Minister to invite bankers to talk interest rates

In Summary

March 22, 2018—Finance minister, Matia Kasaija, plans to invite top bankers in the country to brainstorm […]

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Albert Saltson (right), the StanChart Uganda managing director shows Dr, Kasekende around after the launch of the report.

March 22, 2018—Finance minister, Matia Kasaija, plans to invite top bankers in the country to brainstorm over the relatively high interest rates. He wondered why Uganda’s rates continue to stay relatively high despite the steady fall of the Central Bank Rate now at 9%.

He said he wanted a solution that would allow Ugandans access affordable credit from the commercial banks, but he also advised banks to always follow up to reduce defaulting and bad loans.

“Ugandans have a bad culture of not paying back loans so its upon banks to follow up and make sure that money lent out is not misused or diverted. Do not wait until its time to pay back and start looking for the customers. Go out there and supervise them from the beginning and make sure the money borrowed is being used for the right purpose,” Kasaija said during the launch of the Standard Chartered Socio-Economic Impact report in mid-week in Kampala.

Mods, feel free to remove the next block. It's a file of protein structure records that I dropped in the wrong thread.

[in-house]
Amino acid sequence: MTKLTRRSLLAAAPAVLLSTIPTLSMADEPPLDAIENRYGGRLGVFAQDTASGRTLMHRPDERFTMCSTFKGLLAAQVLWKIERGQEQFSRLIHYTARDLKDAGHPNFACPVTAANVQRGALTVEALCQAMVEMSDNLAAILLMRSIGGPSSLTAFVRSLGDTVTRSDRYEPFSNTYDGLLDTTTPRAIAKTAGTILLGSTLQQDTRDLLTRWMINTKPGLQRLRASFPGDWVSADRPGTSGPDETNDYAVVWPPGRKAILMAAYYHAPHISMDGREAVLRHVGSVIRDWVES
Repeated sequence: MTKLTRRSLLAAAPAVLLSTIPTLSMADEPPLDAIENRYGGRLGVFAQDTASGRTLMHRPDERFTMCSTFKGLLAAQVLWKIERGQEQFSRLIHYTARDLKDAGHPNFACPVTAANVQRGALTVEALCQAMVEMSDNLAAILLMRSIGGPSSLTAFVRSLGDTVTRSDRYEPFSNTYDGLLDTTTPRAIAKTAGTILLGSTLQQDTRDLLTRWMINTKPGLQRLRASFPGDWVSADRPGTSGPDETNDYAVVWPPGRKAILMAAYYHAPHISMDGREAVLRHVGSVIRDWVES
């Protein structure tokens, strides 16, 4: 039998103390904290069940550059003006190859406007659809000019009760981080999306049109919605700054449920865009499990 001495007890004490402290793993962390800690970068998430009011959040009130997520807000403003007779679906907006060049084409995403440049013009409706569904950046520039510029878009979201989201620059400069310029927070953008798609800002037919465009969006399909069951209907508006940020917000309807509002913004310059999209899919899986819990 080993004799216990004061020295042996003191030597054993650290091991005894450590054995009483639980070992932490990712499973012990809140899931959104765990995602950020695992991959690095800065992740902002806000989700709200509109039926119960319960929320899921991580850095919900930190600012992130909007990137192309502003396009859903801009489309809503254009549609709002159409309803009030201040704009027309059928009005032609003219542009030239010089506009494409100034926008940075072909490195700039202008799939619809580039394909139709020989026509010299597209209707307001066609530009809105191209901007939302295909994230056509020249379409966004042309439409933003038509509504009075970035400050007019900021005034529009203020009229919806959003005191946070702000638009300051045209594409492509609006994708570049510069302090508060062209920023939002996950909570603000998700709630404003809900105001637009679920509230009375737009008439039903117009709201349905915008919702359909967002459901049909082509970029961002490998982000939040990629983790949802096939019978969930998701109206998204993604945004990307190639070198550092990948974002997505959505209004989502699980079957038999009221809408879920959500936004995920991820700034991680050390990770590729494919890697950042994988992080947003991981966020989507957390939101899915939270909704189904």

Meanwhile Dr. Louis Kasekende, the Deputy Governor Bank of Uganda (BoU) has suggested banks make more use of latest digital technology to help increase lending to small and medium enterprises (SMEs) and at the same time reduce their costs in processing loan applications.

“The few banks that have risked lending to SMEs have to lend at a high interest rate, because of the heavy costs involved in processing, monitoring and recovering the loans,” he said at the same event.

He said, “Small businesses need immediate small money. They can be accessed fast and paid fast. This is possible if banks use information technology like mobile banking. This will reduce the cost of processing the loans hence the interest rates will also go down.”

Kasekende said the main reason banks continue to lend at high interest rates of more than 20% is because the majority of businesses in Uganda are informal and on a small scale which makes them too risky and not credit worthy.

He said due to this fact, credit access in Uganda has been limited to a few people who are in formal businesses leaving the majority of business people unable to access credit to help them improve their businesses. This is also limiting banks because they do not have a large scope of borrowers.

The StanChart report is an independent study which highlights the bank’s socio-economic contribution across East Africa and Uganda.



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